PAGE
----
Magic is convenient and can be fun when it is working properly. I won’t lie, having money you can weigh makes running away from your unhappy life a lot more possible.

Tell us a little about your friends.

I met my two best-mates, Thomas Griffin and Fitz Martin, in F-block at Eton. We all boarded at The Hopgarden together and have been inseparable since we were thirteen. Thomas and Fitz are brilliant and love books as much as I do. We’ve formed quite the rabble-rousing crew. We’ve travelled the world together and they came with my sister, Elspeth, and me to Seahaven.

I hear there’s going to be a wedding?

Please don’t remind me. I am told that I am to be happily married in two weeks to Celia Carralond, the daughter of the Archwizard. He is very powerful, and she is both beautiful and ambitious. I have made my thoughts on the matter very clear, but have been informed that I don’t need to be enthusiastic. I need to be sober, dressed, and standing at a church in London on the appointed day. Thomas has been tasked with making sure that I show up.

Whom (or what) do you really hate?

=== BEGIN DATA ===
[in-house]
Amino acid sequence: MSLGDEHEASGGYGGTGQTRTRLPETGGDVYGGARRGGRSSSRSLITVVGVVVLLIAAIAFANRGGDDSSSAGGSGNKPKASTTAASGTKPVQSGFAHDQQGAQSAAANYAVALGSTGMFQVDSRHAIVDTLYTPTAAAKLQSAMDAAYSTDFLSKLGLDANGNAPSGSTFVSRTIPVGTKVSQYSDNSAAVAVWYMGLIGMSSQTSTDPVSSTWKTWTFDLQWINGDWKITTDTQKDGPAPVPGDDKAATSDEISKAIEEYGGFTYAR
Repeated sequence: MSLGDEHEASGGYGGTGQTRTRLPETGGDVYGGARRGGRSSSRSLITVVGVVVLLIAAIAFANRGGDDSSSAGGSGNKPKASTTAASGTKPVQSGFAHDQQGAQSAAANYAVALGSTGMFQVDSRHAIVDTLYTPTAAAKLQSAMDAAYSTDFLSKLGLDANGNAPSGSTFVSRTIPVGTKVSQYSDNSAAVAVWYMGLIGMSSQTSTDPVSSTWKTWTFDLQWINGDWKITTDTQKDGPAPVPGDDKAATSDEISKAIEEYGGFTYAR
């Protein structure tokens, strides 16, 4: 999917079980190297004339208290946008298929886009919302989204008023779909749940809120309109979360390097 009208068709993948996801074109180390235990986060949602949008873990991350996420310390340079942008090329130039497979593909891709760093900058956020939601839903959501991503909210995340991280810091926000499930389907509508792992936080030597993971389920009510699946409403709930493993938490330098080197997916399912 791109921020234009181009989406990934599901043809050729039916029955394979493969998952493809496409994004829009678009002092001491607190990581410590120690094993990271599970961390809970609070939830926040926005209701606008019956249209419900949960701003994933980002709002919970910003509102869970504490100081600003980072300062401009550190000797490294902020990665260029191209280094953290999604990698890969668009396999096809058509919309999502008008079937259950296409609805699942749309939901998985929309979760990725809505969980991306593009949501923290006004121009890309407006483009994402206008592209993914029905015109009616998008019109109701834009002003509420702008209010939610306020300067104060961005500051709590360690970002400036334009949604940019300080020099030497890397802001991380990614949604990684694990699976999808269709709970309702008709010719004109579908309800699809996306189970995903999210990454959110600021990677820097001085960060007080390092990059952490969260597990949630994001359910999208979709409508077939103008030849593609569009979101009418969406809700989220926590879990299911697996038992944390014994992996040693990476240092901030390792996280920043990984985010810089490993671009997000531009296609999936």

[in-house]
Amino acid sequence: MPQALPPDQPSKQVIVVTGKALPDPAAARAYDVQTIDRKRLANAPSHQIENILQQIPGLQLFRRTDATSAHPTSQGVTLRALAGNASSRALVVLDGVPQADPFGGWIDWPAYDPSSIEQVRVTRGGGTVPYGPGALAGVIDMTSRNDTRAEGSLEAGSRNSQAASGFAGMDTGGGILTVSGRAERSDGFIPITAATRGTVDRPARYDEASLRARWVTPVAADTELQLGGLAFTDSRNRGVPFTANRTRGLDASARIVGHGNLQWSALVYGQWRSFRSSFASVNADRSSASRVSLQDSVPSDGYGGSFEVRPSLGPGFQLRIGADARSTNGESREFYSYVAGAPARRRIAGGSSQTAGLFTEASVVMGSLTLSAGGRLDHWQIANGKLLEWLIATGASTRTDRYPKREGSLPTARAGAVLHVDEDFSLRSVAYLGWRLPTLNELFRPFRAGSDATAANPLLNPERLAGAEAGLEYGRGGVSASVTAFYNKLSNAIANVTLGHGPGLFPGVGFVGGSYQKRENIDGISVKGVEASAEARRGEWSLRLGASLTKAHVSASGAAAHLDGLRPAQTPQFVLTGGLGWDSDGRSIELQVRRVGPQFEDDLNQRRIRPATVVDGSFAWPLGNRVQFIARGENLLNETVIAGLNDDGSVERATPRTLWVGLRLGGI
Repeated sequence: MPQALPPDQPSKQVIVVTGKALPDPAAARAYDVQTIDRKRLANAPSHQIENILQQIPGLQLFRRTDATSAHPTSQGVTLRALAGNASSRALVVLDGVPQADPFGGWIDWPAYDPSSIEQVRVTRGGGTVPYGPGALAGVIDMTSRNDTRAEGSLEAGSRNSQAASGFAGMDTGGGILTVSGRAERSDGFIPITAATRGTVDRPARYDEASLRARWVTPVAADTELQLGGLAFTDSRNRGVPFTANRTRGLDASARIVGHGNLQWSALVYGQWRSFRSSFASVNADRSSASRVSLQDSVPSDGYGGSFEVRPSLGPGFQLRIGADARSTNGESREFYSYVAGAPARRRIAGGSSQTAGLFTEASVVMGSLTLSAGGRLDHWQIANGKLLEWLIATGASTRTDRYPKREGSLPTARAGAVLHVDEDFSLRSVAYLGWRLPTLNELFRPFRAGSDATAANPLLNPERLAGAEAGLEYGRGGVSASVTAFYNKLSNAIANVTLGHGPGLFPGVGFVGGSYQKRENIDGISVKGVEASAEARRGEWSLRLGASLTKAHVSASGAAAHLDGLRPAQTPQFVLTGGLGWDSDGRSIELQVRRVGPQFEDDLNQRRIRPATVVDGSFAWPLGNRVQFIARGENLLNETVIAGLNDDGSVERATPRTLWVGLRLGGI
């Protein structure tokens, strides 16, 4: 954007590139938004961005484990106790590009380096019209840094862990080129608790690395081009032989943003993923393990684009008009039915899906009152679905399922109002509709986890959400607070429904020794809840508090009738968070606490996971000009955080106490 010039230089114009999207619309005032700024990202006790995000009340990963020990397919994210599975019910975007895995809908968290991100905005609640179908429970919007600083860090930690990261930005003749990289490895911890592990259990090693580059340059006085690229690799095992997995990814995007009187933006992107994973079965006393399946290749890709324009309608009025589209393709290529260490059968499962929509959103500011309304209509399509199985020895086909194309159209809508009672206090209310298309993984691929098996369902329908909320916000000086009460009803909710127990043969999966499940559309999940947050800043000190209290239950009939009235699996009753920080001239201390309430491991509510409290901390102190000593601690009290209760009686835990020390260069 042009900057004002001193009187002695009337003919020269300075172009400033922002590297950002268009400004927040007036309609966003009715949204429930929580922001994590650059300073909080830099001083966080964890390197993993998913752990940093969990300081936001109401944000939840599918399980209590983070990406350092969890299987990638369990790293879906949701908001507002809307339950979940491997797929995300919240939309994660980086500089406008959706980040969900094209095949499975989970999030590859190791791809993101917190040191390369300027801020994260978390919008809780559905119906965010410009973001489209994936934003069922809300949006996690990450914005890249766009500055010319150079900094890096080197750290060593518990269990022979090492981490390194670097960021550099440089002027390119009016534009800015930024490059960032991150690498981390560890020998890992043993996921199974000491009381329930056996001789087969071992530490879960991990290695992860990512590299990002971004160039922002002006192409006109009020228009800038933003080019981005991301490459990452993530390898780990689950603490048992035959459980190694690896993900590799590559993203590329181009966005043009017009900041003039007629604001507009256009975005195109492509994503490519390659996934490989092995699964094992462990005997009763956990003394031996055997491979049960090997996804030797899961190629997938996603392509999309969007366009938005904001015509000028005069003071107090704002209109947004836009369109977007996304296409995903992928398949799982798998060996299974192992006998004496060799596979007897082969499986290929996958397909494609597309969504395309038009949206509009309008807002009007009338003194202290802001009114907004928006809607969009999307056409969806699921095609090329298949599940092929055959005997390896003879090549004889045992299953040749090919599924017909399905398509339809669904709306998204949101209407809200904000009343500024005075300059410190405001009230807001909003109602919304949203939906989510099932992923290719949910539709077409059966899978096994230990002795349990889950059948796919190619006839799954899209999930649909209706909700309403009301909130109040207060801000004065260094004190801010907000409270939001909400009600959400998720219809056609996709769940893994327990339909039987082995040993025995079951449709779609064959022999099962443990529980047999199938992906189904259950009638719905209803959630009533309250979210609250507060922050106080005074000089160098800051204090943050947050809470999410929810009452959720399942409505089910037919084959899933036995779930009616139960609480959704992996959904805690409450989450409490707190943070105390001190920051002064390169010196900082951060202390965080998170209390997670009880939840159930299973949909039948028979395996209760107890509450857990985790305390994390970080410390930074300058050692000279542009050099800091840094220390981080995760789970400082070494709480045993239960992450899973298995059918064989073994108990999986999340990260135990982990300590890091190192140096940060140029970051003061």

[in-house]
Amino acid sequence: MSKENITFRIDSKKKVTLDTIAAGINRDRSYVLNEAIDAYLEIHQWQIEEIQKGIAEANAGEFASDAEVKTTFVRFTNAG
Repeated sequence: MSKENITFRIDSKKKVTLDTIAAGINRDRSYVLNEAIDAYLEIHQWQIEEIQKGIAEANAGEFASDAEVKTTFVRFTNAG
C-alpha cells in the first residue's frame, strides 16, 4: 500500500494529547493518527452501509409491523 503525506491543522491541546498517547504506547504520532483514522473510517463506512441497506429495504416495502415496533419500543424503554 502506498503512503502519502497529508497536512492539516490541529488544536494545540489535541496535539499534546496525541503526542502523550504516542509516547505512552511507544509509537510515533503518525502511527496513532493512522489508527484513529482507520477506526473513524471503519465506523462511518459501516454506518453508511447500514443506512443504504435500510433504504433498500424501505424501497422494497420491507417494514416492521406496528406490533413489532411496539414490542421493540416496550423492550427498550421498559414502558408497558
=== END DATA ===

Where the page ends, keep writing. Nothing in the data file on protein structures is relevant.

I hate the powerplays and snobbery that comes with being a wizard. Too many of us couldn’t care less about who we hurt to achieve our goals. But I fear the demon. It has been a destructive force in the lives of my entire family and can’t wait to destroy mine. I don’t consider myself a coward, but all I really want to do is run and never stop running from this life my family has set up for me.

What’s your favourite drink, colour, and relaxing pastime?

I love a scotch that is old enough to order itself, and think it is barbaric to dilute it with ice. My favorite colour is red. While my favorite quiet pastime is reading, I am a fairly physical man. I enjoy rowing, fencing, boxing, mixed martial arts, and ignoring the posted speed limit.

What does the future hold for you?

I wish I knew. I have dreams like everyone else. I dream of warmth, and friendship—family that holds each other dear. Love, if such a thing really exists. I want a life of purpose, a life where I create far more than I destroy.

Can you share a secret with us, which you’ve never told anyone else?

I enjoy writing poetry even more that reading it. I never share my poems with anyone, but I practice metered forms the way that some people might doodle. It doesn’t fit very well with my aloof playboy façade, but my journals—that is where I hide the real Alerich.


A. E. Lowan is the pseudonym of three authors who collectively create the dark urban fantasy series, The Books of Binding. Collaborating on this project since 2013, Jessica Smith brings a passion for science, Jennifer Vinck brings a love of theatre and linguistics, and Kristin Vinck brings an obsession with history and folklore.

You can find Alerich on the pages of Ties of Blood and Bone, the second Book of Binding after Faerie Rising.

Join us next week to meet a demon in charge of a hellish prison. Please follow the site by email (bottom-right) to be notified when the next interview is posted.